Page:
GLOBAL - Policy makers should support a broad array of approaches to overhauling global food systems, making them healthier and more sustainable while acknowledging that "we cannot rely on an input intensive model to increase production and that the solutions of the past have shown their limits," said FAO Director-General José Graziano da Silva in his opening remarks to the 24th session of the Committee on Agriculture (COAG).
Calling for a "paradigm shift," he said that today's main challenges are to lower the use of agricultural inputs, especially water and chemicals, in order to put agriculture, forestry and fisheries on a more sustainable and productive long-term path.
Options such as Agro-ecology and climate-smart agriculture should be explored, and so should biotechnology and the use of genetically modified organisms, FAO's director-general said, noting that food production needs to grow by 60 per cent by 2050 to meet the expected demand from an anticipated population of 9 billion people.
"We need to explore these alternatives using an inclusive approach based on science and evidences, not on ideologies," as well as to "respect local characteristics and context," he said.
Graziano da Silva also asked the COAG, which will conclude its biannual meeting on Friday, October 3, to consider the importance of family farming in all aspects of its agenda.
Members of COAG, a technical advisory body that helps guide and formulate FAO's policy agenda, also heard Danilo Medina, president of the Dominican Republic, outline his country's novel use of surprise visits to rural communities as a way to improve officials' understanding of their needs.
President Medina said his government was a strong supporter of the principle that "food is a universal right" and that "the only viable strategy to fight hunger is to revitalize the countryside and rural incomes."
The Dominican Republic has reduced its population suffering from hunger to below 15 per cent from more than 34 per cent in 1990, and the island plans to institute a law on the right to food.
In his keynote speech, President Medina said rural poverty in the Dominican Republic has declined by nine percentage points in the first 18 months of the current government, even faster than nationwide poverty, as a result of a suite of policies including almost doubling in two years the volume of agricultural loans, many of them offering improved terms of credit, grace periods, and crop insurance to smallholders. He emphasised that social and economic policies should be complementary in developing nations, most of which need to invest more in the creation of human capital in rural areas.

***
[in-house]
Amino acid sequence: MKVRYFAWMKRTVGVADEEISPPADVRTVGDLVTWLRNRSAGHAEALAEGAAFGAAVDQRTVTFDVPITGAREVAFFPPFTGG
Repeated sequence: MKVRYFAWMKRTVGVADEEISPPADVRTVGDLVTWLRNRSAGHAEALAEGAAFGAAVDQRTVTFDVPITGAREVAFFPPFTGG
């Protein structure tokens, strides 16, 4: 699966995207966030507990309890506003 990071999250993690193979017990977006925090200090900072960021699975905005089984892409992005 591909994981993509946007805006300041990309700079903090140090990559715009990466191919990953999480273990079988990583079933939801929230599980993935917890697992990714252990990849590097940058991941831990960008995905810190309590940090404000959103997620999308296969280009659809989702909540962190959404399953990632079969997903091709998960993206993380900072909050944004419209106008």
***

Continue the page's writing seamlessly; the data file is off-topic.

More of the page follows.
He added that the budgetary costs of his country's efforts had proven surprisingly modest. "It is not a question of committing resources, but of taking decisions - even small amounts of money, well-targeted, can make an impact," he said.
"Surprise visits" to farming communities have played a major role in catalysing an agricultural boom, President Medina said, noting he personally participates in the outreach project. The visits offer an opportunity for officials to listen and better understand concrete local concerns, and also to encourage smallholders to establish cooperatives and other organizations to scale up their competence.
"The countryside in the Dominican Republic is undergoing a real revolution," he said.
"Subsistence agriculture on small plots of land perpetuates the vicious cycle of poverty. The only way that our producers can be competitive is to join forces," the president added. "We see that by working together toward a common objective, they are producing as never before."
The Dominican Republic achieved its core Millennium Development goal ahead of schedule, reducing the share of its population suffering from hunger to 15 per cent from 34 per cent in 1990.
The country is also on the verge of promulgating a law establishing the right to food, Graziano da Silva noted approvingly. "'Political commitment at the highest level is fundamental to advancing towards food security," he added.
The COAG meets every two years. Central themes being discussed this week are water governance, livestock diseases, in particular the effort to replicate the successful eradication of Rinderpeste on the Peste des Petits Ruminants, soil management and food safety
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